The following is a summary of “Outcomes of invasive melanoma of the head and neck treated with Mohs micrographic surgery – A multicenter study,” published in the SEPTEMBER 2023 issue of Dermatology by Beal, et al.
There was a lack of randomized controlled trials providing clear guidance on surgical margins for invasive head and neck (H&N) melanoma when using conventional excision methods. In contrast, Mohs micrographic surgery (MMS) has demonstrated promising results in reducing local recurrence rates and improving survival outcomes for invasive H&N melanomas. For a study, researchers sought to assess the rates of local recurrence (LR), nodal recurrence, and distant recurrence, as well as disease-specific survival, in cases of invasive H&N melanoma treated with MMS.
The retrospective multicenter study examined 785 cases of invasive H&N melanoma that underwent treatment with MMS. Frozen sections with melanoma antigen recognized by T-cells 1 immunohistochemical staining were employed to evaluate long-term outcomes over 12 years.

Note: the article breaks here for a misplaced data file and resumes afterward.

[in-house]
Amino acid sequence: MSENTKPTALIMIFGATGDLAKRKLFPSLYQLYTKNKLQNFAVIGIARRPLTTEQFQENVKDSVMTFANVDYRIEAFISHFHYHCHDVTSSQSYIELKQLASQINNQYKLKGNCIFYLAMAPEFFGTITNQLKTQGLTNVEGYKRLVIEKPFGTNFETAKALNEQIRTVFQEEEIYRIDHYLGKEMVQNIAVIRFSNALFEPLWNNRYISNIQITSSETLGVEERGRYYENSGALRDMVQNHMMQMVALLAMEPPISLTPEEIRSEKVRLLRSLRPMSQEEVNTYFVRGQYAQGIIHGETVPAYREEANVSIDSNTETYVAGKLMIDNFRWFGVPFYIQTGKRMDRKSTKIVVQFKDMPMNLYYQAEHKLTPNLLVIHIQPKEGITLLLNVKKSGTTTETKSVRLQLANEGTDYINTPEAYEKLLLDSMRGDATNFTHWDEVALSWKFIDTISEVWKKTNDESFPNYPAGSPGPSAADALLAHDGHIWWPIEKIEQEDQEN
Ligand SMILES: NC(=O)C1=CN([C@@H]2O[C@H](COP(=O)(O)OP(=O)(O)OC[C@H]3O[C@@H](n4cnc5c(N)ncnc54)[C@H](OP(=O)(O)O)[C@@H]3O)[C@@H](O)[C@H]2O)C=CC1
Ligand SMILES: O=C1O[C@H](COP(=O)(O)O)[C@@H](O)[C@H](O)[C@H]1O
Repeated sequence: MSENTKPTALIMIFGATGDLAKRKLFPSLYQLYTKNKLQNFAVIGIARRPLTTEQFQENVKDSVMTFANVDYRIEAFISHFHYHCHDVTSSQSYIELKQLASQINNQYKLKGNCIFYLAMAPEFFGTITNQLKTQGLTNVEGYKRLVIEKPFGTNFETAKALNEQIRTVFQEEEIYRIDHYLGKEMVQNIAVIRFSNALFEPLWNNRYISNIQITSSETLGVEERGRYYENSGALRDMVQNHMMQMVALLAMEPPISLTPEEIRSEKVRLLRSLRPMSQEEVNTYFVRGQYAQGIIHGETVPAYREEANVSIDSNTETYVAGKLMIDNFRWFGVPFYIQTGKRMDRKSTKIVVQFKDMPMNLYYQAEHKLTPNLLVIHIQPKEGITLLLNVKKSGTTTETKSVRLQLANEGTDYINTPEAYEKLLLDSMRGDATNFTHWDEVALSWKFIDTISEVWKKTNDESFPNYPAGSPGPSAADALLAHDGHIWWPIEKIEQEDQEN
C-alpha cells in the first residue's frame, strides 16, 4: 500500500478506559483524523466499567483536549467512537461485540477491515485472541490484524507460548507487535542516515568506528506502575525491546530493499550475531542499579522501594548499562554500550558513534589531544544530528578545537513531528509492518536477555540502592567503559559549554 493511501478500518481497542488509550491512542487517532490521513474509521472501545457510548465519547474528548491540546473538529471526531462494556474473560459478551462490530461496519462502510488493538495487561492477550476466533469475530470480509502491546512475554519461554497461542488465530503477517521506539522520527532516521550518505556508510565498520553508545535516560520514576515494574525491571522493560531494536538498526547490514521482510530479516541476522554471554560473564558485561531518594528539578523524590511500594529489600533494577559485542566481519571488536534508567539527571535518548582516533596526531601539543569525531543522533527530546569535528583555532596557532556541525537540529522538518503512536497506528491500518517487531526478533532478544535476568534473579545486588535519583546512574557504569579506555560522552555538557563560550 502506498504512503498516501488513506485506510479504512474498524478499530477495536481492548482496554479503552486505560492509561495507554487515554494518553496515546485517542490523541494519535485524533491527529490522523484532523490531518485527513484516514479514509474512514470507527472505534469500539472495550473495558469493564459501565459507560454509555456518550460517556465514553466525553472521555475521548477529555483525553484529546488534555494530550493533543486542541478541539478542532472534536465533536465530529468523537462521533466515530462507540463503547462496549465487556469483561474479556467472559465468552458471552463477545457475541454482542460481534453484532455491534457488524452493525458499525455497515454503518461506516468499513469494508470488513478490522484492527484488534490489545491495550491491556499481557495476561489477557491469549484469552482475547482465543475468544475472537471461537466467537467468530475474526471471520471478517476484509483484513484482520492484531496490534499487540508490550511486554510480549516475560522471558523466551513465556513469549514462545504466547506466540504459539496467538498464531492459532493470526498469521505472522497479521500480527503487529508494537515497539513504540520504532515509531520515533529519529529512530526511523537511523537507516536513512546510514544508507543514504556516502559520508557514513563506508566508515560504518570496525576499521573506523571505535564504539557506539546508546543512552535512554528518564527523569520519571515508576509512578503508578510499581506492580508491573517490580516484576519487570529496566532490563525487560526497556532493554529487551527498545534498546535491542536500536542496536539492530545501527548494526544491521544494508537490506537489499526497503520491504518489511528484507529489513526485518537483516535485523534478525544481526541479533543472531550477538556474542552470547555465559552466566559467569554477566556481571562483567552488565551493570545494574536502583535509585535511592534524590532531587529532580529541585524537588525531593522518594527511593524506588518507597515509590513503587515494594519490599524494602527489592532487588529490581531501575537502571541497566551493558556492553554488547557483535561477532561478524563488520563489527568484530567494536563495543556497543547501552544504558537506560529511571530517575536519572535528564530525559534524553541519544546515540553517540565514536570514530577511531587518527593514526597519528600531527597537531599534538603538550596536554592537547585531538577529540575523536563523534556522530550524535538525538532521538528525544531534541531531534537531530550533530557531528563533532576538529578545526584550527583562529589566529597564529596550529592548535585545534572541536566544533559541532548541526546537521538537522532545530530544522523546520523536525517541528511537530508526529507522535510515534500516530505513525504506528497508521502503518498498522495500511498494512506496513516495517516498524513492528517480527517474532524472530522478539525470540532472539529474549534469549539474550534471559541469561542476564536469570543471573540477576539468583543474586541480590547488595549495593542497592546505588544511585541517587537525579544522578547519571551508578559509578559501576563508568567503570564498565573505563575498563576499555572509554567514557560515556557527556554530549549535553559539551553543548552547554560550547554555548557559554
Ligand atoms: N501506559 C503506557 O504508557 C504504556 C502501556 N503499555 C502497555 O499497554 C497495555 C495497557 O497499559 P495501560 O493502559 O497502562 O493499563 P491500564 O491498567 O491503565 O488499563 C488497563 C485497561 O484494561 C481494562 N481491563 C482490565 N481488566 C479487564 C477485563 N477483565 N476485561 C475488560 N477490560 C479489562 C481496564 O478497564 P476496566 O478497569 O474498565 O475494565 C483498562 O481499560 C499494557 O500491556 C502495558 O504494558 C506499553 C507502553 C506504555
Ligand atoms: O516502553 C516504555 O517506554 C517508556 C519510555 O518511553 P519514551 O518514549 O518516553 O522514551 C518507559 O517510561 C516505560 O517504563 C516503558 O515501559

The findings indicated that out of the 785 melanomas (thickness: 0.3 mm-8.5 mm) treated with MMS, the LR rate was 0.51% (4/785), nodal recurrence rate was 1.0% (8/785), and distant recurrence rate was 1.1%(9/785). The LR rate for tumors classified as T1, T2, T3, and T4 was 0.16% (1/636), 1.18% (1/85), 2.22% (1/45), and 5.26% (1/19), respectively. The 5-year and 10-year disease-specific survival rates were 96.8% (95% CI 95.0% to 98.5%) and 93.4% (95% CI 88.5% to 98.3%), respectively.
Although the study had limitations, being a nonrandomized retrospective study, its results suggested that MMS leads to significant reductions in LR compared to historical cohorts of patients treated with conventional excision methods. Consequently, MMS should be considered an important surgical option for managing invasive H&N melanoma cases.